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Lapse Rates and Flow Over a Mountain While vacationing near a mountain you see some clouds that begin part way up the mountain. At sea level where you.

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Presentation on theme: "Lapse Rates and Flow Over a Mountain While vacationing near a mountain you see some clouds that begin part way up the mountain. At sea level where you."— Presentation transcript:

1 Lapse Rates and Flow Over a Mountain While vacationing near a mountain you see some clouds that begin part way up the mountain. At sea level where you stand, the temperature is 21 o C with a dew point of 2 o C. The peak of the mountain is 6km above sea level. a)At what elevation are the bottom of the clouds you are seeing? Show all work and explain why you picked your chosen lapse rate for the calculation. (2) b)If you hiked up the mountain, what would be the temperature at the peak of the mountain, assuming that the air at that altitude rose from sea level? Show all work and explain why you picked your chosen lapse rate for the calculation. (1) c)Your friend fell down the other side of the mountain and eventually came to rest at the bottom (sea-level). What is the temperature where he is laying, assuming the air descended from 6km and was unsaturated as it descended? Show all work and explain why you picked your chosen lapse rate for the calculation. (1) d)Draw a diagram of the mountain including the cloud layer, temperature at the peak of the mountain, the temperature at the bottom of the mountain on the windward side, the temperature at the bottom on the leeward side, and all lapse rates used for each layer. Assume the wind is blowing left-to-right (“windward” will be the left side, “leeward” the right). (2)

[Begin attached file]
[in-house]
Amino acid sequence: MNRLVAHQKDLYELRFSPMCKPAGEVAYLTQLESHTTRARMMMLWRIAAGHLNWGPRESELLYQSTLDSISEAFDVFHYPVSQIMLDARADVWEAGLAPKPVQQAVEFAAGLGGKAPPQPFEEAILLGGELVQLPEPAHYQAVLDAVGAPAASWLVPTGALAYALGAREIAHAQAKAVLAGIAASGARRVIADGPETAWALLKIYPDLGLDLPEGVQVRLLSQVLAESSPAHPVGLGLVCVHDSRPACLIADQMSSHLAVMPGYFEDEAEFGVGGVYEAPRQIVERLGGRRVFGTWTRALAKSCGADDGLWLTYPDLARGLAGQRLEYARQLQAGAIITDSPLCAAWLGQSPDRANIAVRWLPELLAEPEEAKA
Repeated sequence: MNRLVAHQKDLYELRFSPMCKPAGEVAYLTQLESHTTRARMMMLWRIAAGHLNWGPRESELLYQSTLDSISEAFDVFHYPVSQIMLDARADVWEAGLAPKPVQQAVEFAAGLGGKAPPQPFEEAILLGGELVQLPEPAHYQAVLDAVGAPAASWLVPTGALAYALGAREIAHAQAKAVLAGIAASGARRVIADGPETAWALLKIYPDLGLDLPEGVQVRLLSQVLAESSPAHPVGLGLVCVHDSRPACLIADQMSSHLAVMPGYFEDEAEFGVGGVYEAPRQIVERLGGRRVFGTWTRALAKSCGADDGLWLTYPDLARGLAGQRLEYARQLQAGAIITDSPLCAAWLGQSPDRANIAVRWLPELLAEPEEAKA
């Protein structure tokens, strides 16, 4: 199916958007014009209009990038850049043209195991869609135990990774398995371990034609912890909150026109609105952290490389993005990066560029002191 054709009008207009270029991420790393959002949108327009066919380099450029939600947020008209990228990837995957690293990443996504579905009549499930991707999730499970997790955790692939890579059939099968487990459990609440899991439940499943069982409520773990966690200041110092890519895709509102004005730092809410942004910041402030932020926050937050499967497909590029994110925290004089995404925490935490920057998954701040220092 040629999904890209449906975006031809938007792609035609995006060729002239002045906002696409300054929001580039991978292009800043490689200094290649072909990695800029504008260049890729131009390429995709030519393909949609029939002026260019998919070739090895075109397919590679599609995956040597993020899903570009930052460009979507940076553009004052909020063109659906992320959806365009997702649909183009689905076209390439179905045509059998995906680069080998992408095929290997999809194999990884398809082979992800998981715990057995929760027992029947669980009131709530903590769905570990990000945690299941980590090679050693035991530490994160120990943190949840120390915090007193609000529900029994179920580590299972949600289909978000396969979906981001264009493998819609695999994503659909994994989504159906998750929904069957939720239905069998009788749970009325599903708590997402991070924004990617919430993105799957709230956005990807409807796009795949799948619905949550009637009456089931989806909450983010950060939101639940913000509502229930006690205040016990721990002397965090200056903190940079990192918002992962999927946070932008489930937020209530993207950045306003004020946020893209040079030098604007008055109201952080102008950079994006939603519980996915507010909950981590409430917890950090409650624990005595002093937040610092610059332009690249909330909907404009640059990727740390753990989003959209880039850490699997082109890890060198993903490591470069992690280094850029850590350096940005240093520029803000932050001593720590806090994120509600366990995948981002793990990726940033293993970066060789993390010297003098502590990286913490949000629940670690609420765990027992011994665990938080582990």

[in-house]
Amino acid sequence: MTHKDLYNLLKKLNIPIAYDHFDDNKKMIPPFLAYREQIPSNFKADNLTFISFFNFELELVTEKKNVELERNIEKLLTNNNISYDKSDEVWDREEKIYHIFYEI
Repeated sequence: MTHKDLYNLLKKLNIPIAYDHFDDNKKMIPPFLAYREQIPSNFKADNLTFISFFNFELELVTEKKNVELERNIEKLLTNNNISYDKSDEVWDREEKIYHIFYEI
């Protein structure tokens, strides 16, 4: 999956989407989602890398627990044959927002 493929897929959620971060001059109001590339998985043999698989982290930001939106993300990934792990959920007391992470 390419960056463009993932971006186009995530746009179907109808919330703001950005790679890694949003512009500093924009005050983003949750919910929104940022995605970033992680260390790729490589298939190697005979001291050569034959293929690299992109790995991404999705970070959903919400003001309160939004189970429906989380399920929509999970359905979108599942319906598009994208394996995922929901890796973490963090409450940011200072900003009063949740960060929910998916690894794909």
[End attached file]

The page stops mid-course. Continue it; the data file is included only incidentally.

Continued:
2 Stability For a class field trip, we traveled to the middle of tornado alley and launched a weather balloon. At 1km above us, the temperature was 18 o C and 3km above us, the temperature was 4 o C. The air at 1km is saturated, while at 3km it is very dry. a)Calculate the lapse rate of the 1-3km layer. What is the stability of this layer? (2) b)Assume the air at 1km rises to 3km and the air at 3km rises to 5 km. What are the temperatures at the bottom and top of the 3-5km layer? (1) c)Calculate the lapse rate of this 3-5km layer. What is the stability of this layer? (2)

3 Isotherm (a few selected) Isobar (a few selected)

4 Questions for Cyclone Map Draw arrows indicating the wind direction around the low- pressure at the black circles. Assume moderate friction. (4) Place a bold X in a region that is experiencing cold air advection and a bold Y in a region that is experiencing warm air advection. Why did you choose these areas? (2) Label each front as “Warm” or “Cold.” How did you decide which is which? (2) If the system were to follow the black arrow, shade a region where we would expect a swath of snowfall (given that it is winter in the NH). (2)

5 mb Heights

6 1.Draw height contours in 60 meter intervals. Remember to label each contour and start at 5400m. (5) 2.Mark the axis of a trough with a heavy, dashed line. (1) 3. On which side of the trough is upper-level convergence likely? (1) 4.On which side of the trough is upper-level divergence likely? (1) 5.Draw a large “H” on the map where anticyclo- genesis is likely to occur at the surface. (1) 6.Draw a large “L” on the map where cyclogenesis is likely to occur at the surface. (1) Questions for 500 mb Map

7 Eyewall from Hell In this not-drawn-to-scale scenario, a hurricane eye wall (large circle) contains two weak tornados in it (medium circles). Each of these tornados contains two suction vortices (smallest circles). The wind speed is 100 mph around the hurricane, 80 mph around each tornado, and 120 mph around each suction vortex. Also, the entire system is moving north at 20 mph. ABCDEFG a)At each point, calculate the wind speed relative to the ground. (½ ea) b)At each point, calculate the wind speed relative to the hurricane. (½ ea) HI


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